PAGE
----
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Plaque dedicated to Dave Matthews, Ron Delsener unveiled at Jones Beach

A $100,000 contribution from the musician and the concert promoter provided a spray pad at the state park and helped to bring the 1930s facility in the 21st century, officials said Tuesday.

Officials unveiled a plaque honoring musician Dave Matthews' foundation at a ceremony to dedicate a new spray pad at Jones Beach State Park on Tuesday. The foundation, Bama Works, and concert promoter Ron Delsener contributed $100,000 to help bring the 1930s park into the 21st century, officials said. (Credit: Newsday / Chris Ware)

Children and the occasional adult frolicking in the new spray pad at Jones Beach State Park can thank two music greats — Ron Delsener, the promoter who reimagined the amphitheater for concerts, and Dave Matthews, of the eponymous band. 

Their $100,000 contribution helped bring the 1930s park into the 21st century, officials said on Tuesday.

Delsener, a native of Queens, recalled driving his friends to the Wantagh park in his mother's car.

"For kids, this was our back door." For some youngsters, the only other option was the fire escape, he recalled.

With Rose Harvey, state parks commissioner, and other officials, Delsener unveiled a plaque honoring Bama Works, Matthews' foundation, and Chip Hooper, whom Delsener called a friend and "cancer warrior." Hooper was an agent for artists, including Phish.

Storms kept Matthews from the ceremony; his evening concert was expected to go on, officials said. 

After four decades of neglect, Gov. Andrew M. Cuomo is investing $90 million a year in parks, Harvey said. A $65 million renovation of Jones Beach is nearly done and features the new Boardwalk Cafe and modernized West Bathhouse.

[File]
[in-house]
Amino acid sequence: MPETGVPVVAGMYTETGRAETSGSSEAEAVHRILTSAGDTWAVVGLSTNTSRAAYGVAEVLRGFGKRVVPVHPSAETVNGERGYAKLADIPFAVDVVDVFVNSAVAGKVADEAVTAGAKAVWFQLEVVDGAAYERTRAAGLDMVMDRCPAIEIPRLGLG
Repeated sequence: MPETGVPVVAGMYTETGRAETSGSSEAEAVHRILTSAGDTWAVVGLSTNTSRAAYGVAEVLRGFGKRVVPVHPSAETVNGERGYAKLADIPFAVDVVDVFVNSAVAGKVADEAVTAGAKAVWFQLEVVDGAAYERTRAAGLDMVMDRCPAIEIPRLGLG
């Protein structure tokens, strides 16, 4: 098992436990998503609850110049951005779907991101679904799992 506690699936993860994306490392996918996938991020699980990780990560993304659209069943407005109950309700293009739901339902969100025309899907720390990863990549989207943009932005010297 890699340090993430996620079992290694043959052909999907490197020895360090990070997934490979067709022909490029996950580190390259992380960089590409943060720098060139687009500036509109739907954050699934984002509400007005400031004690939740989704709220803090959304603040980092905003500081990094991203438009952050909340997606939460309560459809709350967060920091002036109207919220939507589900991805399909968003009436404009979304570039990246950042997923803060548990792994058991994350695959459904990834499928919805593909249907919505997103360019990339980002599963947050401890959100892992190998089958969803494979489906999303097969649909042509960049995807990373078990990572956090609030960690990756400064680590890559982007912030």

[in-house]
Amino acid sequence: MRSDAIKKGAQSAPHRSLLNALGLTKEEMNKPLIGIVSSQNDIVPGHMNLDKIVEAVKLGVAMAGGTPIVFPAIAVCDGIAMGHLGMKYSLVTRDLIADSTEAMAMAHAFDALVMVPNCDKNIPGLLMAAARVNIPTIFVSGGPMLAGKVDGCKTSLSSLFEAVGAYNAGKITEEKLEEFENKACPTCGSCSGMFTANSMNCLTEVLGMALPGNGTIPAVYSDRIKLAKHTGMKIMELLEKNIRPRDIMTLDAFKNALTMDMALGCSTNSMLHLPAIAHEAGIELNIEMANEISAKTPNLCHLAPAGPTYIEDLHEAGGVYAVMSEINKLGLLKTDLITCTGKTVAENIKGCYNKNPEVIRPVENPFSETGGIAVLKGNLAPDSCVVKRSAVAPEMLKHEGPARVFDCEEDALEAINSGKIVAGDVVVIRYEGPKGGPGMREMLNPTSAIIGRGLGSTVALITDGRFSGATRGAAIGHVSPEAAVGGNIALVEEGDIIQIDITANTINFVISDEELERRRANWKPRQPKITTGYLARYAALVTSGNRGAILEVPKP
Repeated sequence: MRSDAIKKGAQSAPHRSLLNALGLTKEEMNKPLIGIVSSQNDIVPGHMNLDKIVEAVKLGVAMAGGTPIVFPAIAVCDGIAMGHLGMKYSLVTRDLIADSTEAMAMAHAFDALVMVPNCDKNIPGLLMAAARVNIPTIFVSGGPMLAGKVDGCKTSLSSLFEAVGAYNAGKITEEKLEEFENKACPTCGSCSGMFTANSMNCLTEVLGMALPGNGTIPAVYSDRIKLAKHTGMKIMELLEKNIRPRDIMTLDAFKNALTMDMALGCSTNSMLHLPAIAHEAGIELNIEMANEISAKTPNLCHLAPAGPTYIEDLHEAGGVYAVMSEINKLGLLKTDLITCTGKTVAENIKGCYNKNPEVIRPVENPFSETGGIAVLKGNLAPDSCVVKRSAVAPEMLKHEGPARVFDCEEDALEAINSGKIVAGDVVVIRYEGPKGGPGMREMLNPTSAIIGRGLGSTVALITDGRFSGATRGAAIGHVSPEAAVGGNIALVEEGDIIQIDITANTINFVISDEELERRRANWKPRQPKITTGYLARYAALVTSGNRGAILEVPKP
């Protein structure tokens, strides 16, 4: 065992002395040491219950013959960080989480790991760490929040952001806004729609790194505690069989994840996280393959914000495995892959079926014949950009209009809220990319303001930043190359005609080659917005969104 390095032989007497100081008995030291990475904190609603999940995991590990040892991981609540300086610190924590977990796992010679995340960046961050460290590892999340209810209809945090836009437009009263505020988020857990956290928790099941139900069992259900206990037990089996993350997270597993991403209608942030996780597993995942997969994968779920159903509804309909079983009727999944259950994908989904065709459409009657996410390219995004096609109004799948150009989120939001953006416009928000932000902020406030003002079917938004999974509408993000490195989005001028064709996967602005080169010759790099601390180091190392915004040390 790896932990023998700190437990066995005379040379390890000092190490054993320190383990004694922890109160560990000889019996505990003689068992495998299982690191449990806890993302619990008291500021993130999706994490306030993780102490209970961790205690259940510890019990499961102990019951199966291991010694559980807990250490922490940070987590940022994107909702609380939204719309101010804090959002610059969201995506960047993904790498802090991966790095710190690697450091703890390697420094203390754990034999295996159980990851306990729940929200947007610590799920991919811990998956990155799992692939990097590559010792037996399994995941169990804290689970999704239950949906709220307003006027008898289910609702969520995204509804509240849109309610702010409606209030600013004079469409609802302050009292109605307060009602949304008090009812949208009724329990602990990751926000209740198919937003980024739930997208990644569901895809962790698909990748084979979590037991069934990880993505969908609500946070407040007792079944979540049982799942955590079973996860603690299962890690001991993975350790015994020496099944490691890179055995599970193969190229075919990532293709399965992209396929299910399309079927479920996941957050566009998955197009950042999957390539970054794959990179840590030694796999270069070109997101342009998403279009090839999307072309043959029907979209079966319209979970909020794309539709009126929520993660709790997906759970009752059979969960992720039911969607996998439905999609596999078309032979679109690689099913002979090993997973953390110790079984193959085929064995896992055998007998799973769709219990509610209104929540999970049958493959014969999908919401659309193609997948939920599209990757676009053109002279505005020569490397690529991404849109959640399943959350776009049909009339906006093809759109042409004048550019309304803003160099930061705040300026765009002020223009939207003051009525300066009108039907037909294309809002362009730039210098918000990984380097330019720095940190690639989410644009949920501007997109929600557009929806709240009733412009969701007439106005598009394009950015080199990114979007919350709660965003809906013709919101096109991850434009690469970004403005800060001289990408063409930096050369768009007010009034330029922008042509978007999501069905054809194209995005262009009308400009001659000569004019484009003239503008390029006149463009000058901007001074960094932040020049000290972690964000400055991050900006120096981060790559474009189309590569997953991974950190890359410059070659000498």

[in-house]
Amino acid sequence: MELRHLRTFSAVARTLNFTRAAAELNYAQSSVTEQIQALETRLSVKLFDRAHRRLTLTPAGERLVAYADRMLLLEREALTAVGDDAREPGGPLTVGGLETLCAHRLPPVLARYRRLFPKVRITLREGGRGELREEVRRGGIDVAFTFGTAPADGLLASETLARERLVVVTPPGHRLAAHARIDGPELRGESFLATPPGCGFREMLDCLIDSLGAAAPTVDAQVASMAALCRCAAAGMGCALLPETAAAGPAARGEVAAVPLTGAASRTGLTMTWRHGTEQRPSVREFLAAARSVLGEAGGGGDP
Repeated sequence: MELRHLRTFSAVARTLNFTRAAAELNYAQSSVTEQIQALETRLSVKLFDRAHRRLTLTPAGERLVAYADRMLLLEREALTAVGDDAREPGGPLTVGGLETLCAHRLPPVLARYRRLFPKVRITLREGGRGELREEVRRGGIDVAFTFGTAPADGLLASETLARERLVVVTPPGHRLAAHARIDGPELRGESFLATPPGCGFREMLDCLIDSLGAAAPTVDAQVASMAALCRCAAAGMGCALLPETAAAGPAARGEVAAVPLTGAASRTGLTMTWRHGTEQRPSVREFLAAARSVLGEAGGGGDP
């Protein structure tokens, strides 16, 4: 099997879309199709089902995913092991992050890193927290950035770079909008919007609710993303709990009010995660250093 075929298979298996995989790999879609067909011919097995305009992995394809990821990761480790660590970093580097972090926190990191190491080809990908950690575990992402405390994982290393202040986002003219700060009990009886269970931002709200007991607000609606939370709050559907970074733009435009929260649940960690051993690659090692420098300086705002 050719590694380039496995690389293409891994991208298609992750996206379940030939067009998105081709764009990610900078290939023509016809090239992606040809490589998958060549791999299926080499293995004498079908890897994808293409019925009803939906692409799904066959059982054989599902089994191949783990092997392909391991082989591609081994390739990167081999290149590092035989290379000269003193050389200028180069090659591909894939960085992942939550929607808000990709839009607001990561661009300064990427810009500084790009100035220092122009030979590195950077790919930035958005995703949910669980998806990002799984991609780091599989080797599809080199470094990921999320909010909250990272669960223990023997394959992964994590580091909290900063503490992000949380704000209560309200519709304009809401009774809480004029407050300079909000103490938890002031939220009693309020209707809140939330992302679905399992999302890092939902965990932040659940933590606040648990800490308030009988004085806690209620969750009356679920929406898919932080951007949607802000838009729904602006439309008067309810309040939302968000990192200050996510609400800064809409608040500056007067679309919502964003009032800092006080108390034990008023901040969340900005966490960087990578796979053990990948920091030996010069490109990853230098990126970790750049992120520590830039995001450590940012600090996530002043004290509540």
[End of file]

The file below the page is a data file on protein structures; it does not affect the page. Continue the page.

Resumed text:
Cuomo's upgrades ensure parks remain current, she said. In addition to the spray park, Jones Beach now offers cornhole or bean bag toss and traditional sports, from shuffleboard to basketball.

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"We're going to have everything for everybody," Harvey said. Cuomo, she said, aims "to restore the state park system to its glory, to restore its history, it environmental magnificence, and expand and broaden the experience" for the millions who visit.  

Delsener started his concert career at the top — and stayed there. An early job with the promoter of the Beatles' legendary 1964 concert at Forest Hills Stadium was soon followed by shows with countless stars including Bob Dylan, Barbra Streisand, and Frank Sinatra with Ella Fitzgerald, according to the Long Island Music Hall of Fame.

A few years later, Delsener invented and managed the long-running $1-per-ticket concerts in Central Park that drew Bruce Springsteen, Otis Redding, Joni Mitchell, Janis Joplin, The Who, Beach Boys, B.B. King and the Jimi Hendrix Experience, according to biographies.

In 1983, Delsener recast Jones Beach's dilapidated and money-losing amphitheater for concerts; upgrades included a $23 million addition of 5,000 seats for what is now called Northwell Health at Jones Beach Theater.

"It was a pretty serious engineering job," said Delsener, who listens to opera, classical music, blues and jazz, in addition to the myriad performers featured at his shows. "I try to pass that along to the kids of today."

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